1. Never fitted well or no longer fits (I’ve lost a little weight over the year)
2. Doesn’t suit or isn’t consistent with my wardrobe/style
3. Not suitable for everyday wear and/or any occasions

I can address Reason 1 by taking items back to the machine for alterations, and I’ve got a little pile that needs reworking (namely my Tania culottes and Kelly skirt, both of which are too loose on the waist now.). Reason 3 is a bit trickier. I love my midcentury dress for example, but it’s a bit formal for everyday and a bit cleavagey for family things. Hmm. I’ll come back to you on that.

Reason 2 is often due to my colour or fabric choice. I’ve got much better at picking prints and colours that I feel comfortable in now, but some of my earlier makes have some questionable choices. So I selected a few garments that I thought would benefit from a little colour change.

dye

I’ve been seeing a lot of super cool dyeing techniques on sewing/refashioning blogs lately (photos above from Charity Shop Chic, SallieOh, Crab & Bee, Victory Patterns, book), and decided it was time to give it a go myself. Nineties throwback tie-dye this ain’t: the new trend seems to be inspired by traditional Japanese shibori, which typically uses indigo dye and complex folding and tying techniques to create intricate dye patterns.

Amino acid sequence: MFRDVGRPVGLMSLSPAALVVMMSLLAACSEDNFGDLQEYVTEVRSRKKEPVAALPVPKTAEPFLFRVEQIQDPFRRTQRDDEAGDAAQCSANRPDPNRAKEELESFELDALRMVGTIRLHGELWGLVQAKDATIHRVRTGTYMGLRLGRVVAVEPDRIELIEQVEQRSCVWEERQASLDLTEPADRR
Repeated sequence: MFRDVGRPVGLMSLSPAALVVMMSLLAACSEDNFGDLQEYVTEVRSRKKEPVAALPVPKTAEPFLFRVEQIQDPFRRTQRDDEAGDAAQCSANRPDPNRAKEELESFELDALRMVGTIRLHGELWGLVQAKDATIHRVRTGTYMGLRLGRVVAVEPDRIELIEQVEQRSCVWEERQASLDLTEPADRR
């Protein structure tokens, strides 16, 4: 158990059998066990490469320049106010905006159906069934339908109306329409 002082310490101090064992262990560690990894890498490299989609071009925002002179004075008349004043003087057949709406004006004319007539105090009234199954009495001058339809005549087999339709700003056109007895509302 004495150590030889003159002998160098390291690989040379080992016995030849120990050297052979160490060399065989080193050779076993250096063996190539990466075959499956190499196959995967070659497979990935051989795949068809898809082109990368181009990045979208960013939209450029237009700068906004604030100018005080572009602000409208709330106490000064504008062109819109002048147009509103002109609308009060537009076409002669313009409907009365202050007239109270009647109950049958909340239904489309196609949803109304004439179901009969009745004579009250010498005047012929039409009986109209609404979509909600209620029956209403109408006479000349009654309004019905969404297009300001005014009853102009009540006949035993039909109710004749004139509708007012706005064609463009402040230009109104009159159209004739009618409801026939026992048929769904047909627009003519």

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I couldn’t really do the technique properly because I already had completed garments to work with, not yardage. But I had a go at pleating and tying them up in the hopes of creating some interesting patterns. I used twine because I didn’t have any elastic bands to hand.

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Into the dye bath they go. I used two sachets of black Dylon hand dye with 500g salt.

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Pro tip from me to you: make sure your rubber gloves don’t have holes in, or you end up with tie-dyed hands too.

After a soak and rinse, here are my garments with their new looks!

I love how the chambray Scout came out the most. The placement of the dye is really cool: it looks a bit like a spine or ribcage because I folded it down the middle before rolling and tying. I never wore my Scout before as I thought it had a bit of a hospital scrubs vibe, but I love this new-look one.

The tie-dye effect didn’t really work on my previously-icky-pink raglan tee but at least it’s now a lovely shade of grey. There’s some faint pinkish streaks left which look a bit accidental so I might give it another dip sometime.

The ballet dress came out a bit odd: there’s a weird dark area at the top, but the skirt has some cool stripes. I might re-dip the entire top half in black to even it out. Not bad for a first try, and I learnt a lot to do differently next time.